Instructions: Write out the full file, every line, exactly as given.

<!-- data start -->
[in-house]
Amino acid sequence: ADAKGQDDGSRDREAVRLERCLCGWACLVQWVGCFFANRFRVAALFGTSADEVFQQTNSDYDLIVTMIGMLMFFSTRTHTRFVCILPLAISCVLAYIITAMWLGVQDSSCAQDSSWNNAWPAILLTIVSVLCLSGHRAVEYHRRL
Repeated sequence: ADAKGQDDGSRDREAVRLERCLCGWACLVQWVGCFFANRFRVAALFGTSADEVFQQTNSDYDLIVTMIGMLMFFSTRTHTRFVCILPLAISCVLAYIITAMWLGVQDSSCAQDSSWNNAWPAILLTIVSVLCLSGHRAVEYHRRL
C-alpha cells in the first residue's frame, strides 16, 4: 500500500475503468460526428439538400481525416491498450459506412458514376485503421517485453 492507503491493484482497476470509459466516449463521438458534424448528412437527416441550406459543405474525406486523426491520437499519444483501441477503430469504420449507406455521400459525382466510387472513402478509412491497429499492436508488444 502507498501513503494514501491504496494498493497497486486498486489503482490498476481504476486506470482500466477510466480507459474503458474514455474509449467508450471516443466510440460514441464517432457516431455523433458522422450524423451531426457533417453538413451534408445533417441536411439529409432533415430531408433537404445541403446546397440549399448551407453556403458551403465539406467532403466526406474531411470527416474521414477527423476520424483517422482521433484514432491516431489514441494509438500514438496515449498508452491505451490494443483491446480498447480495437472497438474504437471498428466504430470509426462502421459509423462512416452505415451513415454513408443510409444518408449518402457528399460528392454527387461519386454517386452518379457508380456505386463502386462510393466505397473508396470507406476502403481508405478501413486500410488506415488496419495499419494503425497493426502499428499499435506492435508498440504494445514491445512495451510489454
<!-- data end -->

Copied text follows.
[in-house]
Amino acid sequence: ADAKGQDDGSRDREAVRLERCLCGWACLVQWVGCFFANRFRVAALFGTSADEVFQQTNSDYDLIVTMIGMLMFFSTRTHTRFVCILPLAISCVLAYIITAMWLGVQDSSCAQDSSWNNAWPAILLTIVSVLCLSGHRAVEYHRRL
Repeated sequence: ADAKGQDDGSRDREAVRLERCLCGWACLVQWVGCFFANRFRVAALFGTSADEVFQQTNSDYDLIVTMIGMLMFFSTRTHTRFVCILPLAISCVLAYIITAMWLGVQDSSCAQDSSWNNAWPAILLTIVSVLCLSGHRAVEYHRRL
C-alpha cells in the first residue's frame, strides 16, 4: 500500500475503468460526428439538400481525416491498450459506412458514376485503421517485453 492507503491493484482497476470509459466516449463521438458534424448528412437527416441550406459543405474525406486523426491520437499519444483501441477503430469504420449507406455521400459525382466510387472513402478509412491497429499492436508488444 502507498501513503494514501491504496494498493497497486486498486489503482490498476481504476486506470482500466477510466480507459474503458474514455474509449467508450471516443466510440460514441464517432457516431455523433458522422450524423451531426457533417453538413451534408445533417441536411439529409432533415430531408433537404445541403446546397440549399448551407453556403458551403465539406467532403466526406474531411470527416474521414477527423476520424483517422482521433484514432491516431489514441494509438500514438496515449498508452491505451490494443483491446480498447480495437472497438474504437471498428466504430470509426462502421459509423462512416452505415451513415454513408443510409444518408449518402457528399460528392454527387461519386454517386452518379457508380456505386463502386462510393466505397473508396470507406476502403481508405478501413486500410488506415488496419495499419494503425497493426502499428499499435506492435508498440504494445514491445512495451510489454